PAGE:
Argh, it’s time for me to practice what I preach. Judging from my late submission, you should be able to tell that I’m pretty apprehensive about joining my own meme…
Peanut Butter Jelly Time isn’t going to save the world anytime soon.
It all started after I saw a strange scene in Family Guy where Brian the dog dances to cheer Peter up. He sings the tune “Peanut Butter Jelly Time” and wears a banana outfit to go with it. At that point I was baffled enough to do some research, and lo behold, a quick post that soon became my most referenced Google seach item ever. This now begs the question: Why is it still the most popular post? Perhaps a topic for a future investigation.
You can easily tell the rest of my popular posts from the “Top Ten Posts” widget on my sidebar. As aggregated from the “click-thru” readership count at the bottom of each post, the Top Ten plugin (downloadable here) simply shows posts with the highest number of views. This popularity is determined entirely by readers and is a part of my blogging workflow which I have no control over. It’s my lazy way of getting readers to generate meta-content for additional reading.
Do Popular Blog Posts reflect Identity or Utility?
As some of you have already experienced, your most popular posts might not represent you as well as you might hope. Having my top ten posts completely in the hands of my readers turns out to be both a boon and a bane. For instance, you can tell how I love gadgets and web oddities, but what you might not realize are some of my perspectives on politics, academia, as well as life in Singapore and America.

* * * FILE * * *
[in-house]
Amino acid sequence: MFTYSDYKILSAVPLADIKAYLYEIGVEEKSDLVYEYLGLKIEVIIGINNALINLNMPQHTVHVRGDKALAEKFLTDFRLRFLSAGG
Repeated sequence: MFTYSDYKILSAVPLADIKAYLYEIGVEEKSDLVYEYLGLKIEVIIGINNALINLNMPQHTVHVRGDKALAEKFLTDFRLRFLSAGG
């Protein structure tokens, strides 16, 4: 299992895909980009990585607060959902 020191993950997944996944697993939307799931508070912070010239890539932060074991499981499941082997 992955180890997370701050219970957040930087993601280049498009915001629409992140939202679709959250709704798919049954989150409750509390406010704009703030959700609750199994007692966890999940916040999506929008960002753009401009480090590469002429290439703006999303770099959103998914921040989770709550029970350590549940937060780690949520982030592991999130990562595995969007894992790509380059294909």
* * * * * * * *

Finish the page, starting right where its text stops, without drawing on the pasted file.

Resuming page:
On a similar note, notice how we can spend hours writing solid content, only to get less viewership than a five minute quick post you wrote previously? Popularity may seem to have an accidental nature to it, but it’s something which prolific bloggers have been trying to bring it down to a science. That’s where this meme gets its existence…
While my professor Alex Halavais and blogger Julie Meloni noted the flimsy metrics I suggested for finding your popular blog posts, it really doesn’t matter. The results might differ according to methodology, but they shouldn’t stray off the same cluster of thought unless you have a tendency to write eclectically.
The driving force behind this meme lies in my ultra-secret-yet-altruistic motive of having you create your own “Greatest Hits”